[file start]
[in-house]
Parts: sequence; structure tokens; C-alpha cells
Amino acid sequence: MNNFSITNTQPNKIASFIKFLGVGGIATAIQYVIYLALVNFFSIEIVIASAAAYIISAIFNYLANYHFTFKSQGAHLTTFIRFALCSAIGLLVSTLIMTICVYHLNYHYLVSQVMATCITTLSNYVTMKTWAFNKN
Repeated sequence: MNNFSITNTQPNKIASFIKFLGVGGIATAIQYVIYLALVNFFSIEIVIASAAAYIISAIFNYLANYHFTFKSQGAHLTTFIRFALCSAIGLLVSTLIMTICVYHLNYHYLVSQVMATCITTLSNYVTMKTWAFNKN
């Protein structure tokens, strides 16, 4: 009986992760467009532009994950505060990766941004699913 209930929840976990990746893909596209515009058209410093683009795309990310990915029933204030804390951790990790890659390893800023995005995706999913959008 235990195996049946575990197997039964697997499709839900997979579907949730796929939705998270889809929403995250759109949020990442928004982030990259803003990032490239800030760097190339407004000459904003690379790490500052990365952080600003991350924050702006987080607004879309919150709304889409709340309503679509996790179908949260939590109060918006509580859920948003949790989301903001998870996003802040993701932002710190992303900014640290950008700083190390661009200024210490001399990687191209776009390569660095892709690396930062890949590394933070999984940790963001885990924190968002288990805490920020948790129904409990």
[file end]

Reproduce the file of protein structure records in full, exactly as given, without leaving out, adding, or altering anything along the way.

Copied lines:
[in-house]
Parts: sequence; structure tokens; C-alpha cells
Amino acid sequence: MNNFSITNTQPNKIASFIKFLGVGGIATAIQYVIYLALVNFFSIEIVIASAAAYIISAIFNYLANYHFTFKSQGAHLTTFIRFALCSAIGLLVSTLIMTICVYHLNYHYLVSQVMATCITTLSNYVTMKTWAFNKN
Repeated sequence: MNNFSITNTQPNKIASFIKFLGVGGIATAIQYVIYLALVNFFSIEIVIASAAAYIISAIFNYLANYHFTFKSQGAHLTTFIRFALCSAIGLLVSTLIMTICVYHLNYHYLVSQVMATCITTLSNYVTMKTWAFNKN
């Protein structure tokens, strides 16, 4: 009986992760467009532009994950505060990766941004699913 209930929840976990990746893909596209515009058209410093683009795309990310990915029933204030804390951790990790890659390893800023995005995706999913959008 235990195996049946575990197997039964697997499709839900997979579907949730796929939705998270889809929403995250759109949020990442928004982030990259803003990032490239800030760097190339407004000459904003690379790490500052990365952080600003991350924050702006987080607004879309919150709304889409709340309503679509996790179908949260939590109060918006509580859920948003949790989301903001998870996003802040993701932002710190992303900014640290950008700083190390661009200024210490001399990687191209776009390569660095892709690396930062890949590394933070999984940790963001885990924190968002288990805490920020948790129904409990």